Outdoor low-voltage lighting is a simple and easy solution for beautifying your yard and walkways. Like any outdoor product, they can be susceptible to weather damage and need repair periodically. They are also quite easy to damage with a weed trimmer---so be careful. The kits are cheap, so replacing parts can be simply a mater of cannibalising a new kit. If you continue to have problems, you can troubleshoot the lights.
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Reduce the resistance of the cable if your lights seem dim. Change it from 16-gauge to 14-gauge, and so on. Even if you are well within the limits for the cable gauge, number of lights and transformer power, this is worth a shot.
Use the full capacity of the transformer. If your transformer can handle 100 watts, use 10, 10-watt lamps, for example. Always use at least half the capacity of the transformer to reduce premature bulb failure.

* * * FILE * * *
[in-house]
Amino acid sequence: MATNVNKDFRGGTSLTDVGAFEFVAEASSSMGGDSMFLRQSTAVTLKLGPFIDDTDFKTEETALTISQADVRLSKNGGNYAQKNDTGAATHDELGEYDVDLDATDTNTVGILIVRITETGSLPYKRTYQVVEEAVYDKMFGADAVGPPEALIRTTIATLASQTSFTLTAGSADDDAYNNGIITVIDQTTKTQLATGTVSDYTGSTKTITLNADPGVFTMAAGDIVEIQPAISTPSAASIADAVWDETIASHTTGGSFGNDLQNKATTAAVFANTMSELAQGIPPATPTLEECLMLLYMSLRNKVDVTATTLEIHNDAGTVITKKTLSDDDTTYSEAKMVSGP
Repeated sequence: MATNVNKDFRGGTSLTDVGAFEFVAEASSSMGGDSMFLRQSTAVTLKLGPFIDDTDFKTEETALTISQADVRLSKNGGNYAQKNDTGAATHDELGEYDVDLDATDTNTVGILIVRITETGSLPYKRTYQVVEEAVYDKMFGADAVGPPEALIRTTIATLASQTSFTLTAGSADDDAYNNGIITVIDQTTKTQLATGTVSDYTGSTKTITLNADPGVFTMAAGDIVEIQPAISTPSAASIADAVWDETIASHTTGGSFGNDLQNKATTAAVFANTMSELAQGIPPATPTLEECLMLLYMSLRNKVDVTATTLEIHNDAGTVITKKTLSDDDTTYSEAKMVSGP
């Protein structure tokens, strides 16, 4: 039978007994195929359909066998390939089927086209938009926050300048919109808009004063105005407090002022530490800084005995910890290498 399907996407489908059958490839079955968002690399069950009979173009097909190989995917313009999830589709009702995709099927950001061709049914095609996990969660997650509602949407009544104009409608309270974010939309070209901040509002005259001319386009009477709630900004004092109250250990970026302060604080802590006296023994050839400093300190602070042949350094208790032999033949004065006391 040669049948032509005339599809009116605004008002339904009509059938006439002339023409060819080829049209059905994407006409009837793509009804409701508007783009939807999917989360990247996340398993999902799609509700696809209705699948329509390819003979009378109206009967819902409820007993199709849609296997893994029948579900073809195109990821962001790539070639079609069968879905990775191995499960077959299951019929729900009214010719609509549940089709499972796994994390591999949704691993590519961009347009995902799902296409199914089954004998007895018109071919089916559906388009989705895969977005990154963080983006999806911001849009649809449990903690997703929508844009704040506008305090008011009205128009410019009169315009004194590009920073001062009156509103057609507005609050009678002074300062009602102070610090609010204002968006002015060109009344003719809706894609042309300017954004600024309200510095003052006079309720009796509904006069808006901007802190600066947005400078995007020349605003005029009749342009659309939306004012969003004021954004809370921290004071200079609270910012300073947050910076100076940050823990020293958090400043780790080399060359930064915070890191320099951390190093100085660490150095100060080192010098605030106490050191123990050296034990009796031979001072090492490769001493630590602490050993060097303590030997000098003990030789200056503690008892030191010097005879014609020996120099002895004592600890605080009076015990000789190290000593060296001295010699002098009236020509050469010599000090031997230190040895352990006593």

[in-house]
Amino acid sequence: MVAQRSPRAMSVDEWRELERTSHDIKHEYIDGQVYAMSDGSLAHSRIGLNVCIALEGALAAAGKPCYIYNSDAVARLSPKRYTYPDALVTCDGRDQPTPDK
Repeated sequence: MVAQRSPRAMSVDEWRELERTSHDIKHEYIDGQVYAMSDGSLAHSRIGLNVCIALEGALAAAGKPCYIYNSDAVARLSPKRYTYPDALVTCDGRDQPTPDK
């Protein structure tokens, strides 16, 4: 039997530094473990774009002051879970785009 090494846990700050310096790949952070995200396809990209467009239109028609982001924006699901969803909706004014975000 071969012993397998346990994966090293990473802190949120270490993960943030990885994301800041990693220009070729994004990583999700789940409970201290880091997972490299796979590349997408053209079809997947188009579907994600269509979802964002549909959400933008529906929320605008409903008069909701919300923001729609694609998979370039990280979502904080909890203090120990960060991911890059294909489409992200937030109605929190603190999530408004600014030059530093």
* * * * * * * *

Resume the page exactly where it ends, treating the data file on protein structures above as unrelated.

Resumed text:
Reduce load on the transformer. If the lights blink on and off all the time, the transformer is overloaded. The total lamps wattage must not exceed the transformer's rating.
Replace the bulb if the fixture doesn't illuminate. Also check that the connectors are squeezed together as tight as possible.
Change the cable if you get lower light output at the end of the cable. The transformer's wattage determines minimum cable gauge. 217-300 watts needs 12 gauge; 157-216 watts needs 14; 121-156 watts needs 16 and 0-120 watts needs 18.
Verify that you have at least 10 feet between the transformer and the first light if bulbs keep burning out.
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